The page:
After a 1-month trip to Indonesia, it’s time to reveal the travel budget! This first stay in this country of a thousand colors and flavors was enchanting, and the experiences were many. Are you closing this last chapter with us?
We took this trip in 2014, but the article was completely revised and updated in May 2023. We have updated the prices, as the cost of living in Indonesia has increased, especially accommodation and activities. As a result, our travel budget would be higher today, by +20-25% approximately. If you have any additional information that might be relevant, please don’t hesitate to leave us a comment!
Looking back on our trip to Indonesia
Indonesia was the last Southeast Asian country on our round-the-world trip, and it’s definitely one we’d like to return to! We enjoyed heavenly beaches, discovered a little more about Muslim and Hindu culture, climbed many volcanoes and probably witnessed the most beautiful sunrises of our trip!
Indonesia is also about surfing, climbing coconut palms and getting soaked in an Indonesian thunderstorm. We sum up this epic trip in pictures!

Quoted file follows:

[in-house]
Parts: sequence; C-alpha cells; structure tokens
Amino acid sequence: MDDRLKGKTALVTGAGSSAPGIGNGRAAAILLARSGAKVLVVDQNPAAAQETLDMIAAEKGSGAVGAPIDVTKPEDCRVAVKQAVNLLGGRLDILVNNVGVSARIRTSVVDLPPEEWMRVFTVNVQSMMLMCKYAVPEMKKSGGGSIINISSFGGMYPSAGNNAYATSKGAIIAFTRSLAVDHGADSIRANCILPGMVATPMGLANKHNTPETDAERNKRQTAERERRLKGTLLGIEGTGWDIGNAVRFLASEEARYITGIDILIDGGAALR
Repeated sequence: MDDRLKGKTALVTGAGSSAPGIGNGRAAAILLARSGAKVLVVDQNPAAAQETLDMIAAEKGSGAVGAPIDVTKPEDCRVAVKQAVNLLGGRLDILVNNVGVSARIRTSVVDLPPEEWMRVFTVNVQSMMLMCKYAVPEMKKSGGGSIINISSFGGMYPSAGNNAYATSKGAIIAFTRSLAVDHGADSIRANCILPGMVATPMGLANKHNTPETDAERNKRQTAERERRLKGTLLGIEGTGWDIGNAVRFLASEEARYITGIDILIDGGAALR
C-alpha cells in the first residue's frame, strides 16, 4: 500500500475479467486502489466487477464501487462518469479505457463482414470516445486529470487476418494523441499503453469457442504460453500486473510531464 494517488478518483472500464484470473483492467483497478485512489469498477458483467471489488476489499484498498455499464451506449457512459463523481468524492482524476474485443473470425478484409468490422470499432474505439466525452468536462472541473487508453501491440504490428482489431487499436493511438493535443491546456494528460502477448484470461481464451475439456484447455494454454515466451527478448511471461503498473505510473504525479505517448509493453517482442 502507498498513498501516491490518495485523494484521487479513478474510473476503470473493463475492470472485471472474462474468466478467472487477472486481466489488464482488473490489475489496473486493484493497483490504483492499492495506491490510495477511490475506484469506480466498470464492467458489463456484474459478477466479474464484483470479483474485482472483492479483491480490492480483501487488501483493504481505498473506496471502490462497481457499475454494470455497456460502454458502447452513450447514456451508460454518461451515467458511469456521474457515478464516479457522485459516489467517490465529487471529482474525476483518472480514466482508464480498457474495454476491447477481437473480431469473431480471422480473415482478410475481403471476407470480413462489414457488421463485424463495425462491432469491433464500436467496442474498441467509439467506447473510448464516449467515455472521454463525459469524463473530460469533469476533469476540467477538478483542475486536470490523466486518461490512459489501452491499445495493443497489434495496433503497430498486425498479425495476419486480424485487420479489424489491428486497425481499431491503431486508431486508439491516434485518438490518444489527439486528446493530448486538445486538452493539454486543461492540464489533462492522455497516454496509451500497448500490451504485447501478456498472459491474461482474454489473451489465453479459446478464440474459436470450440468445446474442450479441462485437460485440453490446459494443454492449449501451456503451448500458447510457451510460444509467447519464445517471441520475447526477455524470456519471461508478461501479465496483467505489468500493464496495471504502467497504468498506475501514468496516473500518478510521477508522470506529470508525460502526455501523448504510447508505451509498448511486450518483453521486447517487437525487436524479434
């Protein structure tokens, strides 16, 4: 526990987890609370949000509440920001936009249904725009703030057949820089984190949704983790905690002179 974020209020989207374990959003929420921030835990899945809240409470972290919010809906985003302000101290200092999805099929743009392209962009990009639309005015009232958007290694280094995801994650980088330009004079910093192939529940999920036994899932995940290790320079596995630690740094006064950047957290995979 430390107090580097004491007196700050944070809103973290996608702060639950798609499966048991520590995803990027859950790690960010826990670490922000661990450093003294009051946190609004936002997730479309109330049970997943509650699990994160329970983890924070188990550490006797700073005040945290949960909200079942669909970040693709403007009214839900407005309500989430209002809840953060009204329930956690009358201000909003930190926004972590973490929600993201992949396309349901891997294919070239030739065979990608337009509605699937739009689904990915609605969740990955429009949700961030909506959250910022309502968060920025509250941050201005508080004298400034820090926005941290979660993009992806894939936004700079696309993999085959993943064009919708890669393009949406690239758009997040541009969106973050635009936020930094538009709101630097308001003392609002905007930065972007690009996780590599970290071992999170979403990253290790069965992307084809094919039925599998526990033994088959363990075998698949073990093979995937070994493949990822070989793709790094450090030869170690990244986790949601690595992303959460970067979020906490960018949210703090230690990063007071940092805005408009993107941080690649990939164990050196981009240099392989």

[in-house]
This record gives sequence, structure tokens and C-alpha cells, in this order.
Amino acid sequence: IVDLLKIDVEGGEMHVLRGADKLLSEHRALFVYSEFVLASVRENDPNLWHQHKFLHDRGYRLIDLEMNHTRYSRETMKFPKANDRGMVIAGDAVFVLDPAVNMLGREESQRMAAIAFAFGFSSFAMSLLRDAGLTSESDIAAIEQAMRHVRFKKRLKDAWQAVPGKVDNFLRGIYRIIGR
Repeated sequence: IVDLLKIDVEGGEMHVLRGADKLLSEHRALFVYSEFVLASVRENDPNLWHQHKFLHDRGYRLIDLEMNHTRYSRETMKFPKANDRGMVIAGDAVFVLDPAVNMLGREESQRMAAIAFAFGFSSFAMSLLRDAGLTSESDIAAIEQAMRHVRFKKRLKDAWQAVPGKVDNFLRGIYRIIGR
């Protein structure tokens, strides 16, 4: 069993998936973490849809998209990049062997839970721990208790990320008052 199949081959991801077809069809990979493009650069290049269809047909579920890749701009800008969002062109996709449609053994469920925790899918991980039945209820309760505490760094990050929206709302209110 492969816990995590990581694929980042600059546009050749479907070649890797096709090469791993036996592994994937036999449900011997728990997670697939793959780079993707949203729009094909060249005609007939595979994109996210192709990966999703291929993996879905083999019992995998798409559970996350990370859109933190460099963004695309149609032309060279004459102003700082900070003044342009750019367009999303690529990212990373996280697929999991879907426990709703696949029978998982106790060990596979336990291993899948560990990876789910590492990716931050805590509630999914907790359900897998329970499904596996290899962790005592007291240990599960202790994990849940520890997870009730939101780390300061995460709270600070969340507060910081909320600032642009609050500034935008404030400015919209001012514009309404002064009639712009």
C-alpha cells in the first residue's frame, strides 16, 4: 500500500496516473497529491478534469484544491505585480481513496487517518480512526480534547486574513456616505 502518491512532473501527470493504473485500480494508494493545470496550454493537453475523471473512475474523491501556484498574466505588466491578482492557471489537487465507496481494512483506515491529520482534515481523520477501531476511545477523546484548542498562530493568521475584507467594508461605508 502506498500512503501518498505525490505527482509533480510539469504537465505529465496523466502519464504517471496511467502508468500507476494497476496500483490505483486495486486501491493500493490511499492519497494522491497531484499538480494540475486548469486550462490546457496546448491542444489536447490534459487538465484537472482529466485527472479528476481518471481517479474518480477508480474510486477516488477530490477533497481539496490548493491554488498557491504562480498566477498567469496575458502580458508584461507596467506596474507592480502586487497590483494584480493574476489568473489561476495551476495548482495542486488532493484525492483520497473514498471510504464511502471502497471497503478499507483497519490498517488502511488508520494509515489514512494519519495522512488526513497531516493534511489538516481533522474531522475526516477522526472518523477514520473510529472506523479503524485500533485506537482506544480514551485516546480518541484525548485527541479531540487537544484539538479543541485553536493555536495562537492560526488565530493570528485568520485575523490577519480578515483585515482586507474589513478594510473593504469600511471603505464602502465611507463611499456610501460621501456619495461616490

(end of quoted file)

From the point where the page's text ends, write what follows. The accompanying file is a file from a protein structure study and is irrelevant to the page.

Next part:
Budget for a 1-month trip to Indonesia
As usual, we’re revealing all our figures! So you can get an idea of the budget for a trip to Indonesia. We spent 29 days there for a total cost of 1 298,5 euros for 2 (plane tickets excluded). This corresponds to an average budget of 22,4 euros per day per person.
Note: this budget will be roughly the same if you plan your trip only to Bali or Lombok, Java, etc. Prices are relatively identical if you watch your spending!
Here are our detailed figures:
Generally speaking, Indonesia is a cheap place to travel for backpackers, especially when it comes to accommodation and food. On the other hand, it’s also a country with a lot to offer in terms of activities, and these can quickly add up. Let’s take a look at each item of expenditure to understand the budget required for a trip to Indonesia.
The transport budget in Indonesia
If you’re backpacking through Java or Sumatra, take the train! It’s often cheaper than the bus, and you’ll get there faster! Note that travel times on the roads tend to be higher than those indicated, due to the sometimes chaotic traffic.